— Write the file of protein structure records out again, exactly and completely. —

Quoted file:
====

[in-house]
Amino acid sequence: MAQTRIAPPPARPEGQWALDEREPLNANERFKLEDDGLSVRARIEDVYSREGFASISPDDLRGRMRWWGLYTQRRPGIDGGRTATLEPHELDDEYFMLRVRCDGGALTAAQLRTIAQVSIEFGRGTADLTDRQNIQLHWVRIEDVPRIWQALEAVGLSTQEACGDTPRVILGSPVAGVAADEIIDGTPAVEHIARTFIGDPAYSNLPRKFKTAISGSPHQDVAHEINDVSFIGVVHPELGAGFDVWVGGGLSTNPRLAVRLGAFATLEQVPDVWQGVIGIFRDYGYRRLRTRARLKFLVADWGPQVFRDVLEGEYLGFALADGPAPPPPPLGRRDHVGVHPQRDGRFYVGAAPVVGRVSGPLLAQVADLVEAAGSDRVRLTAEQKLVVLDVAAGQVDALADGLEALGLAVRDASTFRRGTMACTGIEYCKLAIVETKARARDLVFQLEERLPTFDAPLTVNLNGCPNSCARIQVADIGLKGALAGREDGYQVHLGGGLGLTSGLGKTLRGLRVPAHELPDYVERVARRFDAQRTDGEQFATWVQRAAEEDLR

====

[in-house]
Amino acid sequence: MAQTRIAPPPARPEGQWALDEREPLNANERFKLEDDGLSVRARIEDVYSREGFASISPDDLRGRMRWWGLYTQRRPGIDGGRTATLEPHELDDEYFMLRVRCDGGALTAAQLRTIAQVSIEFGRGTADLTDRQNIQLHWVRIEDVPRIWQALEAVGLSTQEACGDTPRVILGSPVAGVAADEIIDGTPAVEHIARTFIGDPAYSNLPRKFKTAISGSPHQDVAHEINDVSFIGVVHPELGAGFDVWVGGGLSTNPRLAVRLGAFATLEQVPDVWQGVIGIFRDYGYRRLRTRARLKFLVADWGPQVFRDVLEGEYLGFALADGPAPPPPPLGRRDHVGVHPQRDGRFYVGAAPVVGRVSGPLLAQVADLVEAAGSDRVRLTAEQKLVVLDVAAGQVDALADGLEALGLAVRDASTFRRGTMACTGIEYCKLAIVETKARARDLVFQLEERLPTFDAPLTVNLNGCPNSCARIQVADIGLKGALAGREDGYQVHLGGGLGLTSGLGKTLRGLRVPAHELPDYVERVARRFDAQRTDGEQFATWVQRAAEEDLR